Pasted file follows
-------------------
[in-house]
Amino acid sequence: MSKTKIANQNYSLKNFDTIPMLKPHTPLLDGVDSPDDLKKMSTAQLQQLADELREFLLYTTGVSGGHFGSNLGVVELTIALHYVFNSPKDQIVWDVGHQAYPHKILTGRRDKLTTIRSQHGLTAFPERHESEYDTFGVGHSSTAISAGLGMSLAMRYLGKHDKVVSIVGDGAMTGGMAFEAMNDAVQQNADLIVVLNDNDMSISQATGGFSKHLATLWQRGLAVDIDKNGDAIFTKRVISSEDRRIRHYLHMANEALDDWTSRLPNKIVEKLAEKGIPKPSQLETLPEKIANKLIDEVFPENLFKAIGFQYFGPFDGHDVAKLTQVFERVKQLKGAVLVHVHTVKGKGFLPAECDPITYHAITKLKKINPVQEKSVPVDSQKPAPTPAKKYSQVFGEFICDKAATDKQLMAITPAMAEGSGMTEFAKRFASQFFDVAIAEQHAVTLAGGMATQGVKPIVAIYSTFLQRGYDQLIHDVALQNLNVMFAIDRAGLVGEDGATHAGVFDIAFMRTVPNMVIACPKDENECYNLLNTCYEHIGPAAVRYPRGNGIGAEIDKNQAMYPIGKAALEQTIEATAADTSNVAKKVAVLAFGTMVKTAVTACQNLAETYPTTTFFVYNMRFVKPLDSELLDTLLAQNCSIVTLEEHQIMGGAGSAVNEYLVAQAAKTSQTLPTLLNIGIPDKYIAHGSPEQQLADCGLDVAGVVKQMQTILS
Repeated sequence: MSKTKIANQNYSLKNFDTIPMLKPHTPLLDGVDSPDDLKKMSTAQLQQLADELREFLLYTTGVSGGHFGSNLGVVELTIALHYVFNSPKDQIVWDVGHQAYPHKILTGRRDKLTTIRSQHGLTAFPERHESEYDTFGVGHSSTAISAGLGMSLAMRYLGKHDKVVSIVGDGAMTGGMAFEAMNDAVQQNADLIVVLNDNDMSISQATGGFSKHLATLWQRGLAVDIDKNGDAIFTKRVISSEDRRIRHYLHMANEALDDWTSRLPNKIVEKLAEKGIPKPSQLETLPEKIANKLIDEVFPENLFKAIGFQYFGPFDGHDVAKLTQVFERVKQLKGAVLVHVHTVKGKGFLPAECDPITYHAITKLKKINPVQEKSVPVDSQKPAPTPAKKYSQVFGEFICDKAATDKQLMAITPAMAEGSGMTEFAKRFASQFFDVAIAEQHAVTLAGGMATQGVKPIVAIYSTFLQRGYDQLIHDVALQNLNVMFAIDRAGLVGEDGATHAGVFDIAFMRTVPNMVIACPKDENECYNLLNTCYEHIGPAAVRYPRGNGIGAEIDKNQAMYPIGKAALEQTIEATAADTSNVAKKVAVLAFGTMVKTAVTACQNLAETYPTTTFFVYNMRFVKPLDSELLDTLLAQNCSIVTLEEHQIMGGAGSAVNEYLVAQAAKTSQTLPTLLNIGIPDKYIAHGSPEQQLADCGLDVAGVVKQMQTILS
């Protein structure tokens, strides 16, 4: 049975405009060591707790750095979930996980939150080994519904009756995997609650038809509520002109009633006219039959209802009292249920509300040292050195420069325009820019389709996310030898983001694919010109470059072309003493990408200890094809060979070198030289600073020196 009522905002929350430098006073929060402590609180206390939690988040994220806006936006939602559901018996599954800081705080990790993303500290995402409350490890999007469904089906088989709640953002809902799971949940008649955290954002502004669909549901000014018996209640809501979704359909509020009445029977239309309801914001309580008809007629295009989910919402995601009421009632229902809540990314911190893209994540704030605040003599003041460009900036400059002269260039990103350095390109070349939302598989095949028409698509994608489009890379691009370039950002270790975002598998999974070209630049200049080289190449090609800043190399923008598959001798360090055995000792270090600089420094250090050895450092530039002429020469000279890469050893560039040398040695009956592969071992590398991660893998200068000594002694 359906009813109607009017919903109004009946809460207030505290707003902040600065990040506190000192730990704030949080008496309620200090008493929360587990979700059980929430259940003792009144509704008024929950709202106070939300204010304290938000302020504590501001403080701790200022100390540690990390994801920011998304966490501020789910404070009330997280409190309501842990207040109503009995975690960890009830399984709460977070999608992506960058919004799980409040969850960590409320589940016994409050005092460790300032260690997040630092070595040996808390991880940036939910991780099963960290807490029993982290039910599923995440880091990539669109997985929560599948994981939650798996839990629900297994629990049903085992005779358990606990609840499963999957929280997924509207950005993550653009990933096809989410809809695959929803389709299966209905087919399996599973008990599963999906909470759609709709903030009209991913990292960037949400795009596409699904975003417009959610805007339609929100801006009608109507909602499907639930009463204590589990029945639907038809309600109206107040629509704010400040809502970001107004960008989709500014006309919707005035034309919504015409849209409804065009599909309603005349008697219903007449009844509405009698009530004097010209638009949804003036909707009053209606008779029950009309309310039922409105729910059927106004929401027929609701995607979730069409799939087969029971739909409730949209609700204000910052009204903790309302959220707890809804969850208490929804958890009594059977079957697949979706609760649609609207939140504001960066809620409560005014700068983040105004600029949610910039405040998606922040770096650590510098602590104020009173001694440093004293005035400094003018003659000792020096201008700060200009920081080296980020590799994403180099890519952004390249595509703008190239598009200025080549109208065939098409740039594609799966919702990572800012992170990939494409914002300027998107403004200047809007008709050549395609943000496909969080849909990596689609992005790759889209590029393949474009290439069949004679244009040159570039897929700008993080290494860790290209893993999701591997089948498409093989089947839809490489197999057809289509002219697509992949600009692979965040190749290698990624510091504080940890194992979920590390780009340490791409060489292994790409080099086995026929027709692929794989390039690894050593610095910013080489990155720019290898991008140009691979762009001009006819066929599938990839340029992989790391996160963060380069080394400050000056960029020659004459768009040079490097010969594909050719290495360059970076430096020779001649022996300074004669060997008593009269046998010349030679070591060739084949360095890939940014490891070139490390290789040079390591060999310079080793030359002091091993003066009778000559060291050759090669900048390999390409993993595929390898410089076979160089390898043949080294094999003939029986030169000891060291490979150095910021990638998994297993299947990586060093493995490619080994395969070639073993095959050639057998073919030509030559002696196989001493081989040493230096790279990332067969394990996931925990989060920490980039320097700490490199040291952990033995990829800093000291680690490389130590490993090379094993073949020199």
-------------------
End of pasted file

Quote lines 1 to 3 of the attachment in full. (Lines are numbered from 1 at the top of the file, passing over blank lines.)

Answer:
[in-house]
Amino acid sequence: MSKTKIANQNYSLKNFDTIPMLKPHTPLLDGVDSPDDLKKMSTAQLQQLADELREFLLYTTGVSGGHFGSNLGVVELTIALHYVFNSPKDQIVWDVGHQAYPHKILTGRRDKLTTIRSQHGLTAFPERHESEYDTFGVGHSSTAISAGLGMSLAMRYLGKHDKVVSIVGDGAMTGGMAFEAMNDAVQQNADLIVVLNDNDMSISQATGGFSKHLATLWQRGLAVDIDKNGDAIFTKRVISSEDRRIRHYLHMANEALDDWTSRLPNKIVEKLAEKGIPKPSQLETLPEKIANKLIDEVFPENLFKAIGFQYFGPFDGHDVAKLTQVFERVKQLKGAVLVHVHTVKGKGFLPAECDPITYHAITKLKKINPVQEKSVPVDSQKPAPTPAKKYSQVFGEFICDKAATDKQLMAITPAMAEGSGMTEFAKRFASQFFDVAIAEQHAVTLAGGMATQGVKPIVAIYSTFLQRGYDQLIHDVALQNLNVMFAIDRAGLVGEDGATHAGVFDIAFMRTVPNMVIACPKDENECYNLLNTCYEHIGPAAVRYPRGNGIGAEIDKNQAMYPIGKAALEQTIEATAADTSNVAKKVAVLAFGTMVKTAVTACQNLAETYPTTTFFVYNMRFVKPLDSELLDTLLAQNCSIVTLEEHQIMGGAGSAVNEYLVAQAAKTSQTLPTLLNIGIPDKYIAHGSPEQQLADCGLDVAGVVKQMQTILS
Repeated sequence: MSKTKIANQNYSLKNFDTIPMLKPHTPLLDGVDSPDDLKKMSTAQLQQLADELREFLLYTTGVSGGHFGSNLGVVELTIALHYVFNSPKDQIVWDVGHQAYPHKILTGRRDKLTTIRSQHGLTAFPERHESEYDTFGVGHSSTAISAGLGMSLAMRYLGKHDKVVSIVGDGAMTGGMAFEAMNDAVQQNADLIVVLNDNDMSISQATGGFSKHLATLWQRGLAVDIDKNGDAIFTKRVISSEDRRIRHYLHMANEALDDWTSRLPNKIVEKLAEKGIPKPSQLETLPEKIANKLIDEVFPENLFKAIGFQYFGPFDGHDVAKLTQVFERVKQLKGAVLVHVHTVKGKGFLPAECDPITYHAITKLKKINPVQEKSVPVDSQKPAPTPAKKYSQVFGEFICDKAATDKQLMAITPAMAEGSGMTEFAKRFASQFFDVAIAEQHAVTLAGGMATQGVKPIVAIYSTFLQRGYDQLIHDVALQNLNVMFAIDRAGLVGEDGATHAGVFDIAFMRTVPNMVIACPKDENECYNLLNTCYEHIGPAAVRYPRGNGIGAEIDKNQAMYPIGKAALEQTIEATAADTSNVAKKVAVLAFGTMVKTAVTACQNLAETYPTTTFFVYNMRFVKPLDSELLDTLLAQNCSIVTLEEHQIMGGAGSAVNEYLVAQAAKTSQTLPTLLNIGIPDKYIAHGSPEQQLADCGLDVAGVVKQMQTILS